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Re: [Kierkegaardians] In more detail

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  • James Rovira
    Glad to see you responding to the conversation, Jim S. I agree with your point of view. I d only add that I think K/p seeks to add a new dimension of
    Message 1 of 2 , Jun 26 6:53 AM
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      Glad to see you responding to the conversation, Jim S. I agree with
      your point of view. I'd only add that I think K/p seeks to add a new
      dimension of difficulty to the Abraham and Isaac story, but to
      illustrate this new dimension of difficulty I need to show one way out
      of the difficulty.

      We can still get around the inherent difficulty of the story by
      historicizing it -- God didn't command Abraham to murder Isaac, but to
      -sacrifice him-. This would not be so difficult for Abraham to
      understand as a religious rite: I'm sure at least some local pagan
      religions in Abraham's day required the ritual sacrifice of children.
      Abraham did not have a written Mosaic code so could not know that
      this new God who appeared to him would not require human sacrifice.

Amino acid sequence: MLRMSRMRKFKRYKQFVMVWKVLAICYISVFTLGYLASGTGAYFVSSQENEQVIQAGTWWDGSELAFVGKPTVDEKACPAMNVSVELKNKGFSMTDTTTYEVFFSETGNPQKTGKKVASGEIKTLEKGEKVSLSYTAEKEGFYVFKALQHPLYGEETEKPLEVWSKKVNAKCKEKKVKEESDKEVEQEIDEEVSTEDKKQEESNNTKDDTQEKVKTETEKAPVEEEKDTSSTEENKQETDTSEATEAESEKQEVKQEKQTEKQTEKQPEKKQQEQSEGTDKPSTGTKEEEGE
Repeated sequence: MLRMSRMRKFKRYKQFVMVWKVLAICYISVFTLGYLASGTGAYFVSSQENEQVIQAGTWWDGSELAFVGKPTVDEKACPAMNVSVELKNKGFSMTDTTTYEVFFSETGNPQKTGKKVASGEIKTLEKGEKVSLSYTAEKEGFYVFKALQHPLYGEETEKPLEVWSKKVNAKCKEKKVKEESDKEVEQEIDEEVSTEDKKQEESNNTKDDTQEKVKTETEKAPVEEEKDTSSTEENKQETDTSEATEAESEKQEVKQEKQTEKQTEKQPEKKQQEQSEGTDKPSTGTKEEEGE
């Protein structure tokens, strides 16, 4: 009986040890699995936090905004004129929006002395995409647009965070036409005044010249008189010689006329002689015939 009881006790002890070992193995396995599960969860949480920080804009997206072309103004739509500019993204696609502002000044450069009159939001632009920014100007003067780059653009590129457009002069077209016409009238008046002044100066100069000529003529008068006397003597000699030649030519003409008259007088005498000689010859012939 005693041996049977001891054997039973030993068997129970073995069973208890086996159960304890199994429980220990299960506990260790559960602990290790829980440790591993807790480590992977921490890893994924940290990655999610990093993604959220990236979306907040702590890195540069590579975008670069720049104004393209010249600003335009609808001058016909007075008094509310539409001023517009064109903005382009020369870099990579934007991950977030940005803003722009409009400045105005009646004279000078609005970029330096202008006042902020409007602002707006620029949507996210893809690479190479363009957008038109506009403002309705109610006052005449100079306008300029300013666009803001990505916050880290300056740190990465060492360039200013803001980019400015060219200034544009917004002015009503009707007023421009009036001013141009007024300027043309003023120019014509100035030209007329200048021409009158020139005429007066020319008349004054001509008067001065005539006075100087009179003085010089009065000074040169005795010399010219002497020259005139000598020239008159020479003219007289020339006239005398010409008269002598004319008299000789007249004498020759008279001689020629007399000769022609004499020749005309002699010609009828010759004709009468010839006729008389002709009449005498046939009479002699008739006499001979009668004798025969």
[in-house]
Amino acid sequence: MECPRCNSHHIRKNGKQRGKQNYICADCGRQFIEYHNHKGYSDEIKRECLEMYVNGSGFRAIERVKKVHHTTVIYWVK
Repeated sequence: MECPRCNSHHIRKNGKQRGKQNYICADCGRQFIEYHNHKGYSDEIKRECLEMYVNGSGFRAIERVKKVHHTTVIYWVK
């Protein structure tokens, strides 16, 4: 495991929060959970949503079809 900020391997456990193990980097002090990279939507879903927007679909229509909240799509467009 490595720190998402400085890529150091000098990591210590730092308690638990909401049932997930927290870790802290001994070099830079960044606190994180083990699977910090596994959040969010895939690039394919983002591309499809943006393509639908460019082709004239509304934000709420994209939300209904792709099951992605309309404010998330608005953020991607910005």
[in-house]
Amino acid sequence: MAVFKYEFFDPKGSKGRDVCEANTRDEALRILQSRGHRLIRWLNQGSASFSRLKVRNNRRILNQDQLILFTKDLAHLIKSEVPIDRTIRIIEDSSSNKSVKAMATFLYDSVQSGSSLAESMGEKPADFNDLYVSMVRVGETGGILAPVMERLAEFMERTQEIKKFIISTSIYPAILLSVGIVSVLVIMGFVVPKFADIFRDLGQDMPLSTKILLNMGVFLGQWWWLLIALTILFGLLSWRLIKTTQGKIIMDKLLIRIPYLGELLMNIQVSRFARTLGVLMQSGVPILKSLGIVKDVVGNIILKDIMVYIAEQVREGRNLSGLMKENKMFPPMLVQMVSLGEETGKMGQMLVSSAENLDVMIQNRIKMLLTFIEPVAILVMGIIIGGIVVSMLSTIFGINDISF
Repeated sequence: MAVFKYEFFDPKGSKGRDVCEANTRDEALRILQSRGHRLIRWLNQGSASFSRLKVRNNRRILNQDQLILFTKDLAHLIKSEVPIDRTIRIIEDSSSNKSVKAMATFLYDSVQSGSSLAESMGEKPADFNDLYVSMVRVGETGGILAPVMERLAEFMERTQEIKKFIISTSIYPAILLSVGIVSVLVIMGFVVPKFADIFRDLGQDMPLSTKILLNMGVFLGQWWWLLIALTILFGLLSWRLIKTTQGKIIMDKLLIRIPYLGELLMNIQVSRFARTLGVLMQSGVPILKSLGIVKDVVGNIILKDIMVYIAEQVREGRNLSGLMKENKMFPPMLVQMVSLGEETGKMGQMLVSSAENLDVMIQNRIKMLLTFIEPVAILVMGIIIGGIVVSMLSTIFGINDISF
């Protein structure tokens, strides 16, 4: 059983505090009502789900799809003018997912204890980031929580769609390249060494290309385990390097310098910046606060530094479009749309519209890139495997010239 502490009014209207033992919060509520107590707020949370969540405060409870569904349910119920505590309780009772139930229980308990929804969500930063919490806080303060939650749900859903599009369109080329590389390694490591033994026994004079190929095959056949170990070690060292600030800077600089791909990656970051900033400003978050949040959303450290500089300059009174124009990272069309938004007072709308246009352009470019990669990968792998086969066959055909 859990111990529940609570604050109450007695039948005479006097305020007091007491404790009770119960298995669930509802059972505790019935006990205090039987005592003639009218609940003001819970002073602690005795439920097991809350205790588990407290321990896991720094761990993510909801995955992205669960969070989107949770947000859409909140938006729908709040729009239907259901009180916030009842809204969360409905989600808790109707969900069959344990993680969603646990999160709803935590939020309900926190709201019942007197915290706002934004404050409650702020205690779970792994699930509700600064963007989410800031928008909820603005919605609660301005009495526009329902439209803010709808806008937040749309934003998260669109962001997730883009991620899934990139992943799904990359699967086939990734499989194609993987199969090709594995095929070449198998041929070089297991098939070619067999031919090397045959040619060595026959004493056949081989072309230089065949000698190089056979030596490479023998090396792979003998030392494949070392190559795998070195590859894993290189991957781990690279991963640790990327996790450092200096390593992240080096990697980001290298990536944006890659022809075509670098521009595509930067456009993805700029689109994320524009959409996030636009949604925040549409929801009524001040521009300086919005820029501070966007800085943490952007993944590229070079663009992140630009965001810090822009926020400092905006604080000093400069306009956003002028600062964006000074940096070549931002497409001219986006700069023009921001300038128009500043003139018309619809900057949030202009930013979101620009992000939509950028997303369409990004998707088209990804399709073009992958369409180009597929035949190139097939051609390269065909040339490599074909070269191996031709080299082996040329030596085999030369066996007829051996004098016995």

Abraham's problem with the command was twofold: first, natural
      feelings of a father for a son, which were magnified in Abraham's case
      because Abraham went all his life assuming he'd never have a child
      with Sarah, then finally did; next, the fact of God's promise that
      Abraham's descendants through Isaac would be as numerous as the stars
      in the sky. How could God fulfill this promise if Isaac was dead?
      The author of the book of Hebrews conjectures that Abraham assumed God
      would raise Isaac from the dead after he had been sacrificed.

      But I don't think Silentio or Kierkegaard wants us to historicize the
      story. This is the new level of difficulty. I think they want to
      nail us with the fact that the God we worship -now- once asked a
      father to do this to his son. They especially want to take this story
      out of the safe, Sunday School realm and confront us with all its
      moral horror once again, so that we can consider what it really means
      to have an absolute relation to God -- and how frightening that may
      be. Loss of everything is a real fear for the ethical consciousness,
      and seems like a consistent theme -- see the book of Job, since
      ethical living is supposed to have attendant material blessings and
      usually does. This theme seems to come up again at the end of Concept
      of Anxiety. The only way out is through anxiety as saving through
      faith, or establishing an absolute relation to God.

      Jim R
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